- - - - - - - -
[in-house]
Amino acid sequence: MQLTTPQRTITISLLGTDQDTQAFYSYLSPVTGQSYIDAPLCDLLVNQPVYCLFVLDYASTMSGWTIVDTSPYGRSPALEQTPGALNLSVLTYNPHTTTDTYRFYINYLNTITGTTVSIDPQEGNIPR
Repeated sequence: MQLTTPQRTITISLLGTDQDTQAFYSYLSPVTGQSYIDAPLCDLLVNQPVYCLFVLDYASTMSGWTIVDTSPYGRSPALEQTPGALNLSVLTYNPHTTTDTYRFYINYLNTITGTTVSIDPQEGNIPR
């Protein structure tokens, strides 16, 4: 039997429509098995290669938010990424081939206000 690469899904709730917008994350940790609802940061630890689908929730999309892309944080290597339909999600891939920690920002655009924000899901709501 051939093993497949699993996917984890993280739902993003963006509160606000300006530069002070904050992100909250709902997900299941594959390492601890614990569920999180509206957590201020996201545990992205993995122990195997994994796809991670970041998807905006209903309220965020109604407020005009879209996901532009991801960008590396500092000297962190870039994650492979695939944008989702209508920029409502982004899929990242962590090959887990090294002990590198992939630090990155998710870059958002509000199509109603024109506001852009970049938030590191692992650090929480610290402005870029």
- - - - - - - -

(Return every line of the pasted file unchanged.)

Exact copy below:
[in-house]
Amino acid sequence: MQLTTPQRTITISLLGTDQDTQAFYSYLSPVTGQSYIDAPLCDLLVNQPVYCLFVLDYASTMSGWTIVDTSPYGRSPALEQTPGALNLSVLTYNPHTTTDTYRFYINYLNTITGTTVSIDPQEGNIPR
Repeated sequence: MQLTTPQRTITISLLGTDQDTQAFYSYLSPVTGQSYIDAPLCDLLVNQPVYCLFVLDYASTMSGWTIVDTSPYGRSPALEQTPGALNLSVLTYNPHTTTDTYRFYINYLNTITGTTVSIDPQEGNIPR
């Protein structure tokens, strides 16, 4: 039997429509098995290669938010990424081939206000 690469899904709730917008994350940790609802940061630890689908929730999309892309944080290597339909999600891939920690920002655009924000899901709501 051939093993497949699993996917984890993280739902993003963006509160606000300006530069002070904050992100909250709902997900299941594959390492601890614990569920999180509206957590201020996201545990992205993995122990195997994994796809991670970041998807905006209903309220965020109604407020005009879209996901532009991801960008590396500092000297962190870039994650492979695939944008989702209508920029409502982004899929990242962590090959887990090294002990590198992939630090990155998710870059958002509000199509109603024109506001852009970049938030590191692992650090929480610290402005870029």